Half inch drill bit for quarter inch drill?

I have a drill that has a bunch of bits, the largest of which is 1/4 inch. I need to make a hole through a desk (Looks like very thin oak veneer over particle board) that should be about 1/2 inch diameter. I’m making it to mount a monitor arm, if that matters. And the hole can be as large as 2" in diameter.

Can I buy a drill bit that makes a half in hole that will fit into the chuck of my existing cheapo drill? Will trying to use it burn out the drill?

Alternatively, would it be possible to buy a tiny hole saw rather than a giant drill bit? Might that work with my existing drill?

I expect to make one hole like this ever in my life, and I’d just as soon not buy a new expensive drill for the experience. I’d also prefer not to try to find a handyman to drill a single hole. It’s hard to hire contractors, and it’s hard to imagine a smaller and less interesting job than "drill a hole in this piece of particle-board.

(And no, Discourse, this is not similar to topics about quarterbacks.)

Yes, you can. You just need to buy a drill bit that’s 1/4" in the part that goes in the chuck and 1/2" in the part that actually makes a hole. It may be called a reduced shank drill bit. You’ll find this in any hardware store.

Yeah, you can get cheap hole saw kits, like:

It’ll fit fine in your drill. 2" should be no problem even for a weak drill. The depth is only 1", which might be enough, but if not you can go from the bottom up as well.

The quality won’t be great, so you probably want something to cover the raw edges. The base of the monitor arm should accomplish this, I’d think.

Yes, the hole will be completely covered by the base of the monitor arm, so it doesn’t have to look pretty. The base is about 7 inches wide, and 3 fore-to-aft, so it’s going to completely cover the hole.

Also, this is great news.

Which is likely to be better, the huge drill bit or a small hole saw?

While drilling, drill bit or hole saw, periodically (3-4 times a minute) lift the cutter slightly to clear some of the dust from the hole. Easier on the drill motor AND the cutting face.


Drill bit will prob work better for you - the hole saw will exert a lot more drag, and will absolutely demand to enter the wood at a right angle. Otherwise snagging and binding, and good chance of the motor being wrenched from your hands.


The desk seems to be about 1 and 1/4 inch thick, fwiw.

Depends on the bit. Hole saws will do the job just fine. For bit drill bits, there are spade bits, which I don’t really recommend, especially in the larger sizes. There are also Forstner bits, which I have no experience with, but I suspect aren’t too tricky to use. There are also step drills, but they only work for thin materials and aren’t useful for this purpose.

If this really is a one-time thing, and you don’t expect to drill any holes of any kind in the future, I guess I’d go with the Forstner. It’s about the same price as a set of hole bits, but will probably do a slightly better job.

ETA: a self-feed bit like this one might be better yet for your purposes, if you aren’t totally comfortable with your tools. The screw tip will guide it in to a large extent.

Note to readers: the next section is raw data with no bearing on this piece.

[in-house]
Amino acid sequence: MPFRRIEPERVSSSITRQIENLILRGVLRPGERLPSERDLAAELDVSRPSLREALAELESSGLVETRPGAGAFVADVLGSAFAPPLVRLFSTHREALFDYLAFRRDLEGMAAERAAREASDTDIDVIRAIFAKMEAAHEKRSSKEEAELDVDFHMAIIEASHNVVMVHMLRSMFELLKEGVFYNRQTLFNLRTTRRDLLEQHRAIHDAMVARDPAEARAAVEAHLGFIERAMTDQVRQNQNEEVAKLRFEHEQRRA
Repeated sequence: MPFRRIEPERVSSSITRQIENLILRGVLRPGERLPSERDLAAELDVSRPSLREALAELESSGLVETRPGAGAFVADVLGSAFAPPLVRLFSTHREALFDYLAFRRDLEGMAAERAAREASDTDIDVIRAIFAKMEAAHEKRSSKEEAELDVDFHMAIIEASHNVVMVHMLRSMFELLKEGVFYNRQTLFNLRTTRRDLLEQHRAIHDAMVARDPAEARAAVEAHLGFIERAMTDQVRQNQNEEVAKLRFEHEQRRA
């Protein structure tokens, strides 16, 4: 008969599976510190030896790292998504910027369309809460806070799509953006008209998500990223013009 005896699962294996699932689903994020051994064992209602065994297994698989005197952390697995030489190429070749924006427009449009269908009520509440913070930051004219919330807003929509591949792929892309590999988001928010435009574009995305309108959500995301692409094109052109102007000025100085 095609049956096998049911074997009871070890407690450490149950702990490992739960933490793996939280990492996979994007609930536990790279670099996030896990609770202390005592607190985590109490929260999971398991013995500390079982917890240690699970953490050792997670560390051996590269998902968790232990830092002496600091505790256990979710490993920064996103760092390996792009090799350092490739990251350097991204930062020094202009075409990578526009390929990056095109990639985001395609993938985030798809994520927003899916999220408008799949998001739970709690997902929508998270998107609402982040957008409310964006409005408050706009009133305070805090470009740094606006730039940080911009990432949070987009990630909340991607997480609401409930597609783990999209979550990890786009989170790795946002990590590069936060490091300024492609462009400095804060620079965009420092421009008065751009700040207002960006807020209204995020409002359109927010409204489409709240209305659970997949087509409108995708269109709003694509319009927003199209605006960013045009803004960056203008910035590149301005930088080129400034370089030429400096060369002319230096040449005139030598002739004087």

Oh, I have a drill because I sometimes drill holes. But I’ve had this drill for 30 years, and never before felt the need for a bit larger than 1/4 inch. I expect I will never again need a bit larger than 1/4 inch after this one use.

That looks nice, although the smallest is 1".

The requirement is a hole at least 1/2" and no more than 2". And actually, the minimum size is smaller, the 1/2" gives a little slop in case the hole isn’t exectly perfectly vertical. So I’m inclined to lean towards the smaller size, unless it’s somehow easier to make a larger hole.

Forstner bits are primarily used for drilling holes in 2X4s for running wiring. They can drill a hole very quickly, but the hole will be somewhat rough, and they have a tendency to “catch” and twist the drill.

A standard 1/2 inch drill bit would work nicely, but I would probably only use a drill that has a chuck that accepts at least a 3/8 inch bit (preferably a 1/2 inch chuck).

As has already been mentioned, a cylindrical hole saw may be the best bet for a 1/4 inch chuck.

Ahh, sorry–I misread your intent. I thought that you needed to make holes as large as 2", but really that’s just an upper bound.

If 1/2" is sufficient, you have more options. A hole saw will be fine, but even a standard twist drill might work. I think this would be fine. I’d drill a pilot hole with an existing drill to help guide it in.

Spade drill bit with a 1/4 inch shank:

Ooh, that look like it might be perfect. It will probably chew up the surface a little, but as previously mentioned, minor rough edges will be hidden by the base.

Nah. A nice new sharp spade bit will cut a clean hole. If the surface is a different material than the rest (like a laminate) it may chip a little, but you can minimize that by making it not the top surface. A layer of masking tape is usually good enough.

I don’t think you’re thinking of Forstner bits. They drill clean, flat bottomed holes, but aren’t particularly fast. They’re also reasonably expensive, as mentioned by @Dr.Strangelove.

I love Forstner bits, but for this application, I’d use a 1/2” twist with a 1/4” shank.

As mikecurtis says, a new spade bit should do a clean job of it.
Make sure to get a good one that has little spurs at the edges to score the hole as it drills (the one linked above has these spurs).

You will need to be careful to hold it perpendicular to the surface. Do a few test holes in a piece of scrap wood first. The aforementioned masking tape is definitely a good idea.

Oops, you’re correct. I was thinking of an auger drill bit.